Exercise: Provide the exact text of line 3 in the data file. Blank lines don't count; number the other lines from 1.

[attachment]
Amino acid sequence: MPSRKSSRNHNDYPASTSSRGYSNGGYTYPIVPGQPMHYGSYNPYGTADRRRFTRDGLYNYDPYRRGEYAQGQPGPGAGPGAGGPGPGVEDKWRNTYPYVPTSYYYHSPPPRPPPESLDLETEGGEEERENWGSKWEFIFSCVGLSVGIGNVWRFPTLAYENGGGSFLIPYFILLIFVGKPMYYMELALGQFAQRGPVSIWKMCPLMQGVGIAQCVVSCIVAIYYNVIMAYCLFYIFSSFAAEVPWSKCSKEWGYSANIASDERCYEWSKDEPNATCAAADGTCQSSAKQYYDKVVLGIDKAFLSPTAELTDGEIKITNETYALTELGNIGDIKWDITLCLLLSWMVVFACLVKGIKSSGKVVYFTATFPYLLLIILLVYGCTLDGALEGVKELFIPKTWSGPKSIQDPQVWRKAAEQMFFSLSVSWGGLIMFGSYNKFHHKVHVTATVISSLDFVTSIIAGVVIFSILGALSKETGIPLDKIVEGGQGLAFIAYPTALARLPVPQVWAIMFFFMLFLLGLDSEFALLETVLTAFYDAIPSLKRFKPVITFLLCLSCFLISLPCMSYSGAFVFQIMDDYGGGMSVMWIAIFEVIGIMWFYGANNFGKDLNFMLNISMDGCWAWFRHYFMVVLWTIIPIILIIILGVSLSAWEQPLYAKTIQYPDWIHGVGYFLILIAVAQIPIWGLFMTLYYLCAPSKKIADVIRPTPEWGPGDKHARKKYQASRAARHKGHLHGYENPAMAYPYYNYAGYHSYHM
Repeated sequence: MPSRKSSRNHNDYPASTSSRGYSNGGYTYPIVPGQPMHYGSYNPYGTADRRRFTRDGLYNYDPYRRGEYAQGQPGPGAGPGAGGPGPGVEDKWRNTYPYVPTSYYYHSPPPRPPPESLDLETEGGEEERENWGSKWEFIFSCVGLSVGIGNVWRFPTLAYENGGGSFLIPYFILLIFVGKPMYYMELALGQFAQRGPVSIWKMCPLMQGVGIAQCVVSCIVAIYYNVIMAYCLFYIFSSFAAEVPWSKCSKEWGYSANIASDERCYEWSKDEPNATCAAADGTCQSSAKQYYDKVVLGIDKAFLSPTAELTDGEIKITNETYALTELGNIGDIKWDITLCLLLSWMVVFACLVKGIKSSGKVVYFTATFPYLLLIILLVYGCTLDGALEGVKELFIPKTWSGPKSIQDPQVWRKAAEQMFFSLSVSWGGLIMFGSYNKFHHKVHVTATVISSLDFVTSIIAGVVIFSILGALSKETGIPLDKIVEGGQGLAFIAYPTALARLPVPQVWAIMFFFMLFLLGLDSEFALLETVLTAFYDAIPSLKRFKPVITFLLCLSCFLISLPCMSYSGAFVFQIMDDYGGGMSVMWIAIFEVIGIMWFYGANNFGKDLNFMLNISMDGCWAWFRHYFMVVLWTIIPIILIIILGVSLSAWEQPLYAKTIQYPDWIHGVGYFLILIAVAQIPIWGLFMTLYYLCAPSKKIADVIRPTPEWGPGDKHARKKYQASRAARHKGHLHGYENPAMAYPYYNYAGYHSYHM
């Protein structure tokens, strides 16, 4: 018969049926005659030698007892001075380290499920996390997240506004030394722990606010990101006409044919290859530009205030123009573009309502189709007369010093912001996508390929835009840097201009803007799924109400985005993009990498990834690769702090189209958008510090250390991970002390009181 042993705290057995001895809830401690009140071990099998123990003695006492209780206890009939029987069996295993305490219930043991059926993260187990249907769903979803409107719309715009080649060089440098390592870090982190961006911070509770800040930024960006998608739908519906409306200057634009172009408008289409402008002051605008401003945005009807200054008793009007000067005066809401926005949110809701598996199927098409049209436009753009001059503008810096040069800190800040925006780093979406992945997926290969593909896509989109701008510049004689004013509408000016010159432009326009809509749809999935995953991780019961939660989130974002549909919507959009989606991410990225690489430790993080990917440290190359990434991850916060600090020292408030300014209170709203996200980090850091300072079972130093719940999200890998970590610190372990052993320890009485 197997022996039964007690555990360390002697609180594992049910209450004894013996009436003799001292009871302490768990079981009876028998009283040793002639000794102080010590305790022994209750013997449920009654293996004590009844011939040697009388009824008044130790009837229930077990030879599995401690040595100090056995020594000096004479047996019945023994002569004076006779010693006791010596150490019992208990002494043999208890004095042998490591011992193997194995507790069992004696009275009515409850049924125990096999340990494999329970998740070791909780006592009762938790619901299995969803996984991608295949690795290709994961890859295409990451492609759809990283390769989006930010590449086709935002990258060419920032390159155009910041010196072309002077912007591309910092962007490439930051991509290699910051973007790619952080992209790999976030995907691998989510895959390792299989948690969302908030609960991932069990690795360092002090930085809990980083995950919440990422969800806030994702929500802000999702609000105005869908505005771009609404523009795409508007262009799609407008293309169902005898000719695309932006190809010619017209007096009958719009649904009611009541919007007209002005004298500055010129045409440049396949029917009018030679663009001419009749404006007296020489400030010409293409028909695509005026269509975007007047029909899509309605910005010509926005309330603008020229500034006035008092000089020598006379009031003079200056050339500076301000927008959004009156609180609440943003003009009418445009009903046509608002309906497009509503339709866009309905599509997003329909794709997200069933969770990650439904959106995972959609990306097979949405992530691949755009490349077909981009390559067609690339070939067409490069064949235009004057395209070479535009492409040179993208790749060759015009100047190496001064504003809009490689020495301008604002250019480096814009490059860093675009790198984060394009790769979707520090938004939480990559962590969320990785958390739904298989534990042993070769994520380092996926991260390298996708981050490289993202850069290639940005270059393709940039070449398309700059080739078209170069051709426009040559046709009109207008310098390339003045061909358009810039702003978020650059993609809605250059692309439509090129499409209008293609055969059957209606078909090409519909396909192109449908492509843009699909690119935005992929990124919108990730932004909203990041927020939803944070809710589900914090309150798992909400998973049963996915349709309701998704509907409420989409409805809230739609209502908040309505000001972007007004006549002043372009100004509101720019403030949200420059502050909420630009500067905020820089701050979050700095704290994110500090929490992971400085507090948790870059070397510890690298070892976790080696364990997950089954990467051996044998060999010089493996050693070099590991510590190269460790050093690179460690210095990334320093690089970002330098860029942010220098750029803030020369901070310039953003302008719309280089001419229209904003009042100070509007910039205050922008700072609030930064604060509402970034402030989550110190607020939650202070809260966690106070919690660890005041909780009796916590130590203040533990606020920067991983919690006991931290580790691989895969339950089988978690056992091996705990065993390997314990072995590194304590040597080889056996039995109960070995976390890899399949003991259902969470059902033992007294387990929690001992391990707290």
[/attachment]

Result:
């Protein structure tokens, strides 16, 4: 018969049926005659030698007892001075380290499920996390997240506004030394722990606010990101006409044919290859530009205030123009573009309502189709007369010093912001996508390929835009840097201009803007799924109400985005993009990498990834690769702090189209958008510090250390991970002390009181 042993705290057995001895809830401690009140071990099998123990003695006492209780206890009939029987069996295993305490219930043991059926993260187990249907769903979803409107719309715009080649060089440098390592870090982190961006911070509770800040930024960006998608739908519906409306200057634009172009408008289409402008002051605008401003945005009807200054008793009007000067005066809401926005949110809701598996199927098409049209436009753009001059503008810096040069800190800040925006780093979406992945997926290969593909896509989109701008510049004689004013509408000016010159432009326009809509749809999935995953991780019961939660989130974002549909919507959009989606991410990225690489430790993080990917440290190359990434991850916060600090020292408030300014209170709203996200980090850091300072079972130093719940999200890998970590610190372990052993320890009485 197997022996039964007690555990360390002697609180594992049910209450004894013996009436003799001292009871302490768990079981009876028998009283040793002639000794102080010590305790022994209750013997449920009654293996004590009844011939040697009388009824008044130790009837229930077990030879599995401690040595100090056995020594000096004479047996019945023994002569004076006779010693006791010596150490019992208990002494043999208890004095042998490591011992193997194995507790069992004696009275009515409850049924125990096999340990494999329970998740070791909780006592009762938790619901299995969803996984991608295949690795290709994961890859295409990451492609759809990283390769989006930010590449086709935002990258060419920032390159155009910041010196072309002077912007591309910092962007490439930051991509290699910051973007790619952080992209790999976030995907691998989510895959390792299989948690969302908030609960991932069990690795360092002090930085809990980083995950919440990422969800806030994702929500802000999702609000105005869908505005771009609404523009795409508007262009799609407008293309169902005898000719695309932006190809010619017209007096009958719009649904009611009541919007007209002005004298500055010129045409440049396949029917009018030679663009001419009749404006007296020489400030010409293409028909695509005026269509975007007047029909899509309605910005010509926005309330603008020229500034006035008092000089020598006379009031003079200056050339500076301000927008959004009156609180609440943003003009009418445009009903046509608002309906497009509503339709866009309905599509997003329909794709997200069933969770990650439904959106995972959609990306097979949405992530691949755009490349077909981009390559067609690339070939067409490069064949235009004057395209070479535009492409040179993208790749060759015009100047190496001064504003809009490689020495301008604002250019480096814009490059860093675009790198984060394009790769979707520090938004939480990559962590969320990785958390739904298989534990042993070769994520380092996926991260390298996708981050490289993202850069290639940005270059393709940039070449398309700059080739078209170069051709426009040559046709009109207008310098390339003045061909358009810039702003978020650059993609809605250059692309439509090129499409209008293609055969059957209606078909090409519909396909192109449908492509843009699909690119935005992929990124919108990730932004909203990041927020939803944070809710589900914090309150798992909400998973049963996915349709309701998704509907409420989409409805809230739609209502908040309505000001972007007004006549002043372009100004509101720019403030949200420059502050909420630009500067905020820089701050979050700095704290994110500090929490992971400085507090948790870059070397510890690298070892976790080696364990997950089954990467051996044998060999010089493996050693070099590991510590190269460790050093690179460690210095990334320093690089970002330098860029942010220098750029803030020369901070310039953003302008719309280089001419229209904003009042100070509007910039205050922008700072609030930064604060509402970034402030989550110190607020939650202070809260966690106070919690660890005041909780009796916590130590203040533990606020920067991983919690006991931290580790691989895969339950089988978690056992091996705990065993390997314990072995590194304590040597080889056996039995109960070995976390890899399949003991259902969470059902033992007294387990929690001992391990707290």